Simply said, this was a great read. From my review: “This book defies categorization into genres—yes, paranormal fantasy lovers will adore it, but so will die-hard mystery and romance fans—and, most significantly of all, readers of mainstream literature. We are all invited to Vicki Pettersson’s coming-out party.
Adrian Phoenix’s Book A Rush Of Wings (2008):
One of the most controversial series out there is The Maker’s Song, the first book in Phoenix’s debut novel series. Really, come on! A team-up between a hot FBI agent and a deceased rock star can’t possibly go wrong, right? a series that is sadly under-appreciated.
Charlaine Harris’ Book Dead To The World (2004):
This was the fourth novel in Harris’s Sookie Stackhouse series, and it was the turning point for me. Whatever your opinion of the HBO series True Blood, it is undeniably an iconic series with an iconic heroine.
Nicole Peeler’s Book Tempest Rising (2009):
The selkie-halfling heroine Jane True, who is in many respects the antithesis of the traditional paranormal fantasy heroine, is the driving force behind one of the most adored paranormal fantasy series currently available. She works in a bookshop, is petite, not particularly athletic, and is socially uncomfortable. Jane favors comfy jeans and purple Converse over stiletto heels and leather miniskirts. This series is fantastic!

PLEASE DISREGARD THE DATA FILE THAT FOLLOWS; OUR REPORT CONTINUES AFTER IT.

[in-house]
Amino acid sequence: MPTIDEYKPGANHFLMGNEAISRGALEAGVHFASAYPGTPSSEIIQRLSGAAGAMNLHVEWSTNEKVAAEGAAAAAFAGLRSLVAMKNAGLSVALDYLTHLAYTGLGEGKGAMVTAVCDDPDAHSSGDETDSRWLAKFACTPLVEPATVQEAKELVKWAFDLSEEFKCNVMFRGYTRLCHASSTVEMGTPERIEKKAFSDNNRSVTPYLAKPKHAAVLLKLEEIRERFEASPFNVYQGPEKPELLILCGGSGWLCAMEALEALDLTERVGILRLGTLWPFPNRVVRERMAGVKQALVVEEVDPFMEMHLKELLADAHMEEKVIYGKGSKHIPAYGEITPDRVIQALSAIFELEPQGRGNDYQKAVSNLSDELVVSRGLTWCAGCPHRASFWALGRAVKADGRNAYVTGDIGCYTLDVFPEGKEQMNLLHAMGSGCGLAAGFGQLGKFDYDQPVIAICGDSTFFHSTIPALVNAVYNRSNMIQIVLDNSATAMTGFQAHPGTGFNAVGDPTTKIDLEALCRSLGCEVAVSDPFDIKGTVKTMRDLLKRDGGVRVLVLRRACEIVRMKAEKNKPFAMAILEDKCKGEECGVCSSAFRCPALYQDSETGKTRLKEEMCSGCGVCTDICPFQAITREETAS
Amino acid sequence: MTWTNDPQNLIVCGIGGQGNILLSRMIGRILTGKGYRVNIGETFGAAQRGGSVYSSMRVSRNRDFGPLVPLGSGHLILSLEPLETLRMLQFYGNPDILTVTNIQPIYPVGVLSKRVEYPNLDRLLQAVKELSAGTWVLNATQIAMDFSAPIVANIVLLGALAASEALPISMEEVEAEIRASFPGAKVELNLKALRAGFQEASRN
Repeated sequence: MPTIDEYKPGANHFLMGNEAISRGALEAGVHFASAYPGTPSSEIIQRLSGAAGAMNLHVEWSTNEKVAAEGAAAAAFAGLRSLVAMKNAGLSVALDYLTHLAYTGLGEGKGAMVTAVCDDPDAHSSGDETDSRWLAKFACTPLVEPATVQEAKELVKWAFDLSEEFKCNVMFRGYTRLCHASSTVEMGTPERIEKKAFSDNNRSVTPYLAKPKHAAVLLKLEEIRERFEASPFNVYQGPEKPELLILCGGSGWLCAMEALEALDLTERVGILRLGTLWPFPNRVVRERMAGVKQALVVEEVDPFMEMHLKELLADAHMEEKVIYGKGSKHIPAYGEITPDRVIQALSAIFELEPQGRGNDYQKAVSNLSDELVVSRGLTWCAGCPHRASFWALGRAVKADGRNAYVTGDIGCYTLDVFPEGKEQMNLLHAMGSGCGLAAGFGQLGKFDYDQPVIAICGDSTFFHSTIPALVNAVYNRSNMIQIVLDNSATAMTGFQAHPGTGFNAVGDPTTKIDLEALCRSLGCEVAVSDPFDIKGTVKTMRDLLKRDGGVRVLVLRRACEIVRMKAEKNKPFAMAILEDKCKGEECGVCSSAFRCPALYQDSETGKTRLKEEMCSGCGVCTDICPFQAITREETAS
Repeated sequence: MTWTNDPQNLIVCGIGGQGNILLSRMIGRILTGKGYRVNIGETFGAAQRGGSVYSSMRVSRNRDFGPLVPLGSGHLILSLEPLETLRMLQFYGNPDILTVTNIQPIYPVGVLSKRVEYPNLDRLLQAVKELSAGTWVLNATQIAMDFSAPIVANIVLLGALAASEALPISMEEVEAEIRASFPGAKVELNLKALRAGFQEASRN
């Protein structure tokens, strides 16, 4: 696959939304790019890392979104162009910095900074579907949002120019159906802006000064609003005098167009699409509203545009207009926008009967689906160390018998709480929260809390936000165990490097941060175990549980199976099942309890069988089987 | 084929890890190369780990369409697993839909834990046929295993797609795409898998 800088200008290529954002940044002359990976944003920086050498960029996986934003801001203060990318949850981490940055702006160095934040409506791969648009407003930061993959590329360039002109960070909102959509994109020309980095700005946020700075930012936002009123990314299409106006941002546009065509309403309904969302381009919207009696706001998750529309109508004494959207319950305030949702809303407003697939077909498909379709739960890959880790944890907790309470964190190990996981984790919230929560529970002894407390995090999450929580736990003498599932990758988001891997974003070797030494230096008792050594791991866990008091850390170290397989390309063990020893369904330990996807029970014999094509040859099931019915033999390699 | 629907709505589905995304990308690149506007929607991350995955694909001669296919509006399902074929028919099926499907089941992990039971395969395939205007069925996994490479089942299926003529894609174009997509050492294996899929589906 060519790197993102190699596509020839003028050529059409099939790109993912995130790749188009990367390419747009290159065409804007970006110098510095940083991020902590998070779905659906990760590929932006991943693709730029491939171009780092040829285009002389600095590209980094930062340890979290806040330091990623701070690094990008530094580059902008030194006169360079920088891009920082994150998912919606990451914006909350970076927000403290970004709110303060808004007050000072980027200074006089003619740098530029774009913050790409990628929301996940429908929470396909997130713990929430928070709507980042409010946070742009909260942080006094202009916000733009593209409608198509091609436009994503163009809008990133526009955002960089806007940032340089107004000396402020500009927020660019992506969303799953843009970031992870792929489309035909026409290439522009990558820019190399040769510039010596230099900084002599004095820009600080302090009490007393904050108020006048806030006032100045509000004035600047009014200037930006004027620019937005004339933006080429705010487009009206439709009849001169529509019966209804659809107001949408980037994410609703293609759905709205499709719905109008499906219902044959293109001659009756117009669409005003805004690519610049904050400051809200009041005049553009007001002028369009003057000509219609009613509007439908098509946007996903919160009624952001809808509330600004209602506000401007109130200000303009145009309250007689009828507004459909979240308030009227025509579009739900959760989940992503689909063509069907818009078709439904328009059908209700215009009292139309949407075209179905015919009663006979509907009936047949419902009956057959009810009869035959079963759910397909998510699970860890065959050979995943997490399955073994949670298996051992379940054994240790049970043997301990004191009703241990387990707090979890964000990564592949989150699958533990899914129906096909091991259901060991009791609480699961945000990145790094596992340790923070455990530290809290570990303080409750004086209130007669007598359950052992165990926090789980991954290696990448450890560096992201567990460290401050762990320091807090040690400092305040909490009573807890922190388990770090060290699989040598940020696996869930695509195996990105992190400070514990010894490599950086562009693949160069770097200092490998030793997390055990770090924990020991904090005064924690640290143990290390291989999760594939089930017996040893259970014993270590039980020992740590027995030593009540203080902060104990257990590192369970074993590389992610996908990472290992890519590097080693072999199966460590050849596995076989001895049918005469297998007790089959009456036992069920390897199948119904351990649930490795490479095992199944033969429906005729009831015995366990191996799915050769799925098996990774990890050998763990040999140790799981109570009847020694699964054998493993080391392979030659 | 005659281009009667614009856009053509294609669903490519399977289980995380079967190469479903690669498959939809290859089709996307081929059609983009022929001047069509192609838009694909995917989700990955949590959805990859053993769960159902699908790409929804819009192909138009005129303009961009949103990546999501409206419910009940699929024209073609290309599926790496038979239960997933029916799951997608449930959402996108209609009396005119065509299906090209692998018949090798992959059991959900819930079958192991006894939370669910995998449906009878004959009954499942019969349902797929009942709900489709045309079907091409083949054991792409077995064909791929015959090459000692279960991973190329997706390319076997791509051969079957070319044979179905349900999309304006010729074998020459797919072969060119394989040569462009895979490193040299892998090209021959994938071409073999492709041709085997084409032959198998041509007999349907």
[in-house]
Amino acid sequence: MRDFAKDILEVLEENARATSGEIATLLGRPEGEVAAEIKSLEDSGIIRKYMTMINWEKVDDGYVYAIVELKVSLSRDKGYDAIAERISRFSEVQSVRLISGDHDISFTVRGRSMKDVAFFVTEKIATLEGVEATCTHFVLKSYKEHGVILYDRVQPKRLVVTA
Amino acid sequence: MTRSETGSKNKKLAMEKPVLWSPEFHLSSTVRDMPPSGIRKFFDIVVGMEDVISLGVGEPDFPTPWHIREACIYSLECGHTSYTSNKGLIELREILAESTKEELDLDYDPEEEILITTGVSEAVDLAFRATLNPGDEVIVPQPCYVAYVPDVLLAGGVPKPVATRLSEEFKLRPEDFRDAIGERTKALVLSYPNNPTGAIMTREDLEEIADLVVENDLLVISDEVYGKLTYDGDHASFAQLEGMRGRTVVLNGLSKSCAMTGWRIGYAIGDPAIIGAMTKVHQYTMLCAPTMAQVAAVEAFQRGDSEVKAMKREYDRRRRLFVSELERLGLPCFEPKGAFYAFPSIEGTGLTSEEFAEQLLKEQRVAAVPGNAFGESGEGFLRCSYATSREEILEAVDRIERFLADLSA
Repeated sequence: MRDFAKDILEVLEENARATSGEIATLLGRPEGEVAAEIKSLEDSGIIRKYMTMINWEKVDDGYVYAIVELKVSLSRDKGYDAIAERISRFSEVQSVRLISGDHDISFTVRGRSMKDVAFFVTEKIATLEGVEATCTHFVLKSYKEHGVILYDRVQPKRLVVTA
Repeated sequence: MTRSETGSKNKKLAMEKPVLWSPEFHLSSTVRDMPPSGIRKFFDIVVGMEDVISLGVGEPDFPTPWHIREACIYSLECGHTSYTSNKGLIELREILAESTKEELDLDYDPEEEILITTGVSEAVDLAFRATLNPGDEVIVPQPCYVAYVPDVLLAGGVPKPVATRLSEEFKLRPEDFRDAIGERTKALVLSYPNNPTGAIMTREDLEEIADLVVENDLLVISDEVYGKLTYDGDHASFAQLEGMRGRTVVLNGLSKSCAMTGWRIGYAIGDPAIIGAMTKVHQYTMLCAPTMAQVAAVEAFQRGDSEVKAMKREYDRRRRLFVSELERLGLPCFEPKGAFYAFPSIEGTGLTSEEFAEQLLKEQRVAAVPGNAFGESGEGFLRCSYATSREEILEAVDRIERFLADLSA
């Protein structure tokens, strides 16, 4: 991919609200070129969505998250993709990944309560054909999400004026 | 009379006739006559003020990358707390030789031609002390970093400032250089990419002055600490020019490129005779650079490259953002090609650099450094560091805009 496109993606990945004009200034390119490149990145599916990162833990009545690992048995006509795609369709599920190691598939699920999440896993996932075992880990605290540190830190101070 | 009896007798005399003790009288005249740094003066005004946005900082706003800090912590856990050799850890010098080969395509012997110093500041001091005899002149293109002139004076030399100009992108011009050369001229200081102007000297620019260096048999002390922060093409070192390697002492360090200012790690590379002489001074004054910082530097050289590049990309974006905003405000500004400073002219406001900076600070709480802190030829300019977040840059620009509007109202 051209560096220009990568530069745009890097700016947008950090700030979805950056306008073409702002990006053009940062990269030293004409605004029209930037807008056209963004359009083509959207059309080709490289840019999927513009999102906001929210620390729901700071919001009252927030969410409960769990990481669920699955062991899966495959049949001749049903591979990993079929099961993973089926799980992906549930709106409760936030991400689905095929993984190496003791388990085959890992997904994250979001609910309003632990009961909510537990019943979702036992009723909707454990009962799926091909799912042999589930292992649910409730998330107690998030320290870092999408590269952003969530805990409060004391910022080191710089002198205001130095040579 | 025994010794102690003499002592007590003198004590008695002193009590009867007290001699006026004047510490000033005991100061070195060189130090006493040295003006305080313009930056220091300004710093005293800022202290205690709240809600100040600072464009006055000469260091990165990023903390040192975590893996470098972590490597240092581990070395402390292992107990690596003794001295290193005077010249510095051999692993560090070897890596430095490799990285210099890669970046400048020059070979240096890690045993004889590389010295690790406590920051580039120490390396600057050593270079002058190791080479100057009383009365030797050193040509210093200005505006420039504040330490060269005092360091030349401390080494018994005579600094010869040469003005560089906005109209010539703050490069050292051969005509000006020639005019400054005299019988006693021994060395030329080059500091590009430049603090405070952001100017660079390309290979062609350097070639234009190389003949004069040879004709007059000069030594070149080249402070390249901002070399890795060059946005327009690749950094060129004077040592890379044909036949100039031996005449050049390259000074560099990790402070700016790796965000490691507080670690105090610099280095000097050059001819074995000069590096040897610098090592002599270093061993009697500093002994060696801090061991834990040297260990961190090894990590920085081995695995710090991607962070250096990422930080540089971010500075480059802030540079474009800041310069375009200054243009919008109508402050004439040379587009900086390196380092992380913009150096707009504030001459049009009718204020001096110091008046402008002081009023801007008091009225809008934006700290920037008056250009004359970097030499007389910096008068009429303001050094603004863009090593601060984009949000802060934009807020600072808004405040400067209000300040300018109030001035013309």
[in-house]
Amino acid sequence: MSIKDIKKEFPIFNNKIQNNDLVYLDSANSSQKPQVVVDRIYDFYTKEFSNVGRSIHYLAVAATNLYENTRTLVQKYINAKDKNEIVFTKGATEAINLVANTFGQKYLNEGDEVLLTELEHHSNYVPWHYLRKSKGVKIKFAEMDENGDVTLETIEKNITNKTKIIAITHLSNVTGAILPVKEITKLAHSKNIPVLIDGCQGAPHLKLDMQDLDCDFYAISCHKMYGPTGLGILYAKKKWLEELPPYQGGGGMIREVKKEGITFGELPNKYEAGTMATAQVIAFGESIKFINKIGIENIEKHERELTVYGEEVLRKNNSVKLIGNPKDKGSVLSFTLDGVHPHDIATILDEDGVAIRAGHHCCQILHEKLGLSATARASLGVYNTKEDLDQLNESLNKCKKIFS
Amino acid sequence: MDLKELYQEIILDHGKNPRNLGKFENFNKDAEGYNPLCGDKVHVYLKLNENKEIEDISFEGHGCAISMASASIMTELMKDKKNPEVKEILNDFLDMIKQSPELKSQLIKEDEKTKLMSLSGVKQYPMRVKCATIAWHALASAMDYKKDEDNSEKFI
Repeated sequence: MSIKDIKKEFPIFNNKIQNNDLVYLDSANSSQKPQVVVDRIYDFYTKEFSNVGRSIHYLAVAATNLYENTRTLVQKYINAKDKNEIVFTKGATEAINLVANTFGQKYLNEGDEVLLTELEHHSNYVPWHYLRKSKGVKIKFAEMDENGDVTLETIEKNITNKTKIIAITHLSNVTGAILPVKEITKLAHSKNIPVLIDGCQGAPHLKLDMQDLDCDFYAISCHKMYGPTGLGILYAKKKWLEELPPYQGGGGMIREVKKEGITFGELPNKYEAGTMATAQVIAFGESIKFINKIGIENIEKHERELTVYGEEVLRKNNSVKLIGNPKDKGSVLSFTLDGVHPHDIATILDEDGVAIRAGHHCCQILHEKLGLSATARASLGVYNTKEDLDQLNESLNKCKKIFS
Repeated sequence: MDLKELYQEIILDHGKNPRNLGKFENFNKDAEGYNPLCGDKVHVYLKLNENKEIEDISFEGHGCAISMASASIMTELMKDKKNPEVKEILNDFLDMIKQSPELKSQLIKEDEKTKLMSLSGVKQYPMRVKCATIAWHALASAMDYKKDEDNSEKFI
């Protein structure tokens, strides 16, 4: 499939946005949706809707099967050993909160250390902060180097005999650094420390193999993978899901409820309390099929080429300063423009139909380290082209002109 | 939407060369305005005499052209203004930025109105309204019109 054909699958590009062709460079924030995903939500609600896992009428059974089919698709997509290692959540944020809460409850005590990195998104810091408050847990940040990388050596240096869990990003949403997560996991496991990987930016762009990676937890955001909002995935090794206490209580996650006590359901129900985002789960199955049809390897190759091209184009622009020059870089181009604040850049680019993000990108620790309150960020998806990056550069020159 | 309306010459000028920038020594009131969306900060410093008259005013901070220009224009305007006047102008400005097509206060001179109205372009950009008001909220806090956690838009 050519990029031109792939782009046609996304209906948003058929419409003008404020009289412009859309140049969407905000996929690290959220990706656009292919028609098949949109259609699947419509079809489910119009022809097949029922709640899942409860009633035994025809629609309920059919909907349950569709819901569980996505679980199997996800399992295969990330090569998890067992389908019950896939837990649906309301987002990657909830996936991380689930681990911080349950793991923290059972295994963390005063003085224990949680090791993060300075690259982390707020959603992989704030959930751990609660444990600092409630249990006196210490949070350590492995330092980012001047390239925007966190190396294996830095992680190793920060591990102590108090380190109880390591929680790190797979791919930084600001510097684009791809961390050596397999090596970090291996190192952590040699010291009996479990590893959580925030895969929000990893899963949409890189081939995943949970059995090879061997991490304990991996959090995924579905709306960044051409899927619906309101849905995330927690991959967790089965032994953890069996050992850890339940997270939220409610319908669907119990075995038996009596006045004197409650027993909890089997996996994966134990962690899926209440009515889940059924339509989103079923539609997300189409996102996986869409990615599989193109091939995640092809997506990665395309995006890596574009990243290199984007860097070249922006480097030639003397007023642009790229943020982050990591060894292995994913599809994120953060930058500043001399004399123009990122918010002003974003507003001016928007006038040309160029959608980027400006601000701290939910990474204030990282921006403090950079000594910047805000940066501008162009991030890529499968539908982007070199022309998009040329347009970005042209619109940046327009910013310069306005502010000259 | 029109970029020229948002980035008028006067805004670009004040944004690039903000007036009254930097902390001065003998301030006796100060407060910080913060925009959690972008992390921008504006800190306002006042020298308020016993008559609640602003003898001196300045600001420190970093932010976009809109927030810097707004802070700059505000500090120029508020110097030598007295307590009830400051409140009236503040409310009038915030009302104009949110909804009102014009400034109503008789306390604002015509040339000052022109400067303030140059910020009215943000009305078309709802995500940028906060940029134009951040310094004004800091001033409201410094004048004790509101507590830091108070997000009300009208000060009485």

Laurell K. Hamilton’s Book Cerulean Sins (2003):
Undoubtedly the most contentious series on the market is LKH’s Anita Blake series. Over the years, this long-running, historically significant series has had its ups and downs, but Cerulean Sins, which is still my favorite book in the series, was a high point for me.
Kat Richardson’s “Greywalker” (2006):
the first book in Richardson’s Greywalker trilogy, one of my all-time favorite series. These novels, are almost faultless in their execution and feature Seattle-based private eye Harper Blaine who can see into the hereafter. This is a series that will endure the test of time since it is elegant and timeless.
Author Marcus Pelegrimas’ Blood Blade (2009):